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Tackling discipline disparities: MPS data illuminate possibilities for change

Eric Moore
MinnPost photo by Jana Freiband
Eric Moore

Just before the start of the school year Eric Moore, who is Minneapolis Public Schools’ data guru, gave a presentation to a group of principals. He was hoping to sell them on a digital dashboard his office has been creating that puts an astonishing array of information in one user-friendly place.

He was clicking through the section that allows school leaders to look at suspension and discipline referrals broken down by race, disability, homeless or highly mobile status and a host of other factors when the principals stopped him.

Contrary to popular wisdom, in many schools reports of discipline peak on Thursdays, the data showed. The blip meant little to Moore, but drew a swift response from the principals.

Thursdays are when younger students in schools that use popular rewards systems learn whether they have earned enough points — or tickets, coupons, stars or what have you — to participate in end-of-the-week fun. Kids, the numbers suggested, were reacting to news that they would be excluded from the pizza party or movie hour.

The data also showed that it’s not true that discipline referrals for older students spike near holidays, as has been presumed. Rather, they jump as the end of each quarter approaches, which is the time grades go in.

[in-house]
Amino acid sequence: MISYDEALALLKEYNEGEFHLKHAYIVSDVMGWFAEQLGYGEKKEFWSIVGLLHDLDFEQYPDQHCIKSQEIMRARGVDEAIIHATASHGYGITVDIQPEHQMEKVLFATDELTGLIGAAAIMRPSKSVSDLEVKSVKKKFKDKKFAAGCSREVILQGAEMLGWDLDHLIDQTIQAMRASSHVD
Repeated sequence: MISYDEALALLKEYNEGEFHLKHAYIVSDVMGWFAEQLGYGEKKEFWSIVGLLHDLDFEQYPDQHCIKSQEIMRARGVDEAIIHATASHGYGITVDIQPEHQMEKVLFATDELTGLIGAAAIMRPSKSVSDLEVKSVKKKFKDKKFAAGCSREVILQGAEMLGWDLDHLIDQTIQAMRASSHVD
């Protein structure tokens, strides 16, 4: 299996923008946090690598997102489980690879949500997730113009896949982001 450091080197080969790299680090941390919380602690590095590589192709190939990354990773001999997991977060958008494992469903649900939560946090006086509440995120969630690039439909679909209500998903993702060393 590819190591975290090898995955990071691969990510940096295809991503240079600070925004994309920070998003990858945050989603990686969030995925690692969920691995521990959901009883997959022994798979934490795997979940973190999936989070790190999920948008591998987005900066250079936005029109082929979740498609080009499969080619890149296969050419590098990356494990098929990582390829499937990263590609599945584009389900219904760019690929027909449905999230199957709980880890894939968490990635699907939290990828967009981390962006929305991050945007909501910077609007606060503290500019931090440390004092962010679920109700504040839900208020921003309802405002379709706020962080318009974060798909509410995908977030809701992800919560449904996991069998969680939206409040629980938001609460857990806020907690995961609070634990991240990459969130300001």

The principals immediately fell to discussing whether some time-honored strategies were in fact backfiring and what to do about it. The data, Moore pointed out, would also help them track which interventions worked best with different student populations.

“They started to have a higher-level conversation,” Moore reported. “Perhaps that’s not the best way to motivate students.”

Formal agreement to end disparities

On Monday, Minneapolis Public Schools (MPS) formally entered into an agreement with federal civil-rights officials to end glaring racial disparities in student discipline.

Technically, the agreement approved by the school board ends an investigation by the U.S. Department of Education’s Office of Civil Rights. In practice, it’s a roadmap to how the district will begin asking the adults in the system to reconsider some bedrock beliefs about race, behavior and school culture.

The disparities are mind-boggling. Last year, MPS suspended or expelled 4,896 students: 3,801 African-Americans, 372 American Indians, 292 Latinos and 328 whites.